The Bureau was not merely tasked with providing the public prosecution with the necessary technical expertise to deal with the information technology used to commit a crime. Public Prosecution offices across the country went further and began referring all complaints related to internet related crimes to the Bureau, while granting it the right to carry out comprehensive criminal investigations.
The Bureau was thus given extensive powers to summon any person for investigation at its offices in the Special Criminal Investigations Department, including individuals facing complaints over something they wrote in a "tweet", or published on Facebook or in a blog. This was the case with journalists and bloggers questioned by the Bureau regarding their online activity. These summons ran contrary to customary practice as inferred from the Press and Publications Law. The latter bans security investigations of journalists and requires that such investigations are conducted by a judge, in the presence of a lawyer, and away from police stations.
The summoning of journalists demonstrates the danger of assigning separate bodies to investigate online as opposed to offline activities. This is because journalists who publish online are denied the typical legal guarantees afforded to them. However, the case of journalist Mohammed al-Haj Ali, who appeared before the public prosecution on September 17, 2013, and refused to undergo additional investigation by the Bureau, has set a precedent. The incident reinforced the need to protect journalists from security investigations when it comes to their journalism work, in print or online, as a guarantee of their independence in the face of possible pressure by the authorities.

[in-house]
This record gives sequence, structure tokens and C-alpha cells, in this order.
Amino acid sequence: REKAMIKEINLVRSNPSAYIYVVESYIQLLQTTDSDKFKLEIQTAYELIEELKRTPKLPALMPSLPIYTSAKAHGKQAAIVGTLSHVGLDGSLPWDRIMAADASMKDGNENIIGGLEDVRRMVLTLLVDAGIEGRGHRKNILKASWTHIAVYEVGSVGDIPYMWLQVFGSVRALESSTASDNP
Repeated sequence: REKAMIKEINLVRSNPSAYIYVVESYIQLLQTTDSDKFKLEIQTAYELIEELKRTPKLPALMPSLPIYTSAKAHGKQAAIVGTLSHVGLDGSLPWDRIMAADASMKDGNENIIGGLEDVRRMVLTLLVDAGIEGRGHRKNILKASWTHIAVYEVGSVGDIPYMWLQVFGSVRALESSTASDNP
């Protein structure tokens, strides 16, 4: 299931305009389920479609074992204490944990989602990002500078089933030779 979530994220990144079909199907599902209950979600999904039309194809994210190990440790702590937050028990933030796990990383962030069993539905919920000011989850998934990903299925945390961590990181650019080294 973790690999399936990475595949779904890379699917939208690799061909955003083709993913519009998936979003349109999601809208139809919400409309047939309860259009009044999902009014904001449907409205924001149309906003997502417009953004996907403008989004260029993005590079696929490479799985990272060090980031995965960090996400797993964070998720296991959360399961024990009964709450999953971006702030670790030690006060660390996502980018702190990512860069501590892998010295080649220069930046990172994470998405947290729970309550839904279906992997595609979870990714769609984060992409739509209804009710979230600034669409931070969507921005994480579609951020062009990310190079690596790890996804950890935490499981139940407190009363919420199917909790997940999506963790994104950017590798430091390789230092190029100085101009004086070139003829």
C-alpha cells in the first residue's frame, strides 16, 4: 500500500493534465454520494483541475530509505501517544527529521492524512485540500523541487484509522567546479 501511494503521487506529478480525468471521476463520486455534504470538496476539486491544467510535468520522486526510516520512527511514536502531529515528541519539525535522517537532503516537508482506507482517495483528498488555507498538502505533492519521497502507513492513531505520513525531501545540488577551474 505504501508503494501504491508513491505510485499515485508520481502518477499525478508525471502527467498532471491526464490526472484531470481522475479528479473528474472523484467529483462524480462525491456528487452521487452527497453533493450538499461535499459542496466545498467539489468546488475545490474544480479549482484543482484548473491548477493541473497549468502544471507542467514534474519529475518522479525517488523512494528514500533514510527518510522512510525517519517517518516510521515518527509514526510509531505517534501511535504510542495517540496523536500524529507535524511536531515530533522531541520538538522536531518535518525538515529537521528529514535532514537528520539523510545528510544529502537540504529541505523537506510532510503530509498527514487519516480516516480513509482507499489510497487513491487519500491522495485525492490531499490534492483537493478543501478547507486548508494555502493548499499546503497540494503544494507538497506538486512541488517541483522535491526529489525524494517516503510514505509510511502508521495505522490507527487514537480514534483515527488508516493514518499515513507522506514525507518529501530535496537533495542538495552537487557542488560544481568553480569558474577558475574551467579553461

It is therefore necessary for the Public Prosecution and the Council of Ministers to limit the Bureau's powers to technical expertise and knowledge that supports the judiciary. It should function, for instance, like the scientific investigation units that carry out laboratory DNA tests without having the authority to summon or question subjects linked to a crime.
Monitoring Power With No Guarantees of Privacy of Internet Users